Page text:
It’s commonly known that early Christians were prosecuted for centuries in the Roman empire, up to execution via damnatio ad bestias, meaning they were made to fight lions and other beasts in deadly competitions.
There are zero authentic accounts of Christian martyrdom in the Colosseum until over a century after Christianity became the official religion of the Roman Empire. In fact, not a single legitimate record exists of the Romans executing any Christians in the Colosseum. Zip. Zilch. Nada.
Now, the Friendly Atheist articles are generally well researched and thus believable, but this one is less so. For one thing, most of its references are to entirely unspecific (or not accessible) “Google Books” searches that prove nothing.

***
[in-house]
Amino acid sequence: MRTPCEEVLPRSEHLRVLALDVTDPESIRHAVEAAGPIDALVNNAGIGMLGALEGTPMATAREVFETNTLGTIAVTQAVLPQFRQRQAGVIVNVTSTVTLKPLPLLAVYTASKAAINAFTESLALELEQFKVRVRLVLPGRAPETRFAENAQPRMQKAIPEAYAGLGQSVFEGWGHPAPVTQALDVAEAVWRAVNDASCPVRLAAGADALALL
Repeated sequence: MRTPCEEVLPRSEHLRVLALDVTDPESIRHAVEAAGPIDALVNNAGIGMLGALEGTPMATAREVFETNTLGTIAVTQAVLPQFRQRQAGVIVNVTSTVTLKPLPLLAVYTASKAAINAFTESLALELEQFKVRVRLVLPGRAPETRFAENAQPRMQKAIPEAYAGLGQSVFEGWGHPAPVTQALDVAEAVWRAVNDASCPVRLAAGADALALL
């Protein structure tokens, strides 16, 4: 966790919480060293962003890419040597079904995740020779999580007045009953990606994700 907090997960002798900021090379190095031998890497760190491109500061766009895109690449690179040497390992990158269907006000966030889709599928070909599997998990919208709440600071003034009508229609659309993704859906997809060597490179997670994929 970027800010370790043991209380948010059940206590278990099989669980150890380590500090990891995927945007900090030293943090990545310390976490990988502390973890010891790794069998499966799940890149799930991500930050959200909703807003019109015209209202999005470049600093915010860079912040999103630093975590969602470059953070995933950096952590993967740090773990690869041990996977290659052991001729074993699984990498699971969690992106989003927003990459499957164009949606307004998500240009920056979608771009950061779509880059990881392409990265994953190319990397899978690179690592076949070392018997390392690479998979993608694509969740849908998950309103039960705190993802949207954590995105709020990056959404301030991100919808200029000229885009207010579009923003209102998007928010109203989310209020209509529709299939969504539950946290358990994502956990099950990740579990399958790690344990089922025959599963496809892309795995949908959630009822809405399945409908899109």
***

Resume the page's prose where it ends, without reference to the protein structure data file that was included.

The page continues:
Furthermore, the claim that there are no legitimate records is directly contradicted by the Wikipedia article above, which cites several references by contemporaries, such as Tacitus and Tertullian. Another article claims that the persecution lasted three centuries and was witnessed by several historians.
All this directly contradicts the claim that “there are zero authentic accounts … until over a century after Christianity became the official religion of the Roman Empire”, because that happened after the three centuries of persecution. It also contradicts a quote taken from The Myth of Persecution: How Early Christians Invented a Story of Martyrdom (by Candida Moss, published in 2013):
… the prosecution of Christians was rare, and the persecution of Christians was limited to no more than a handful of years.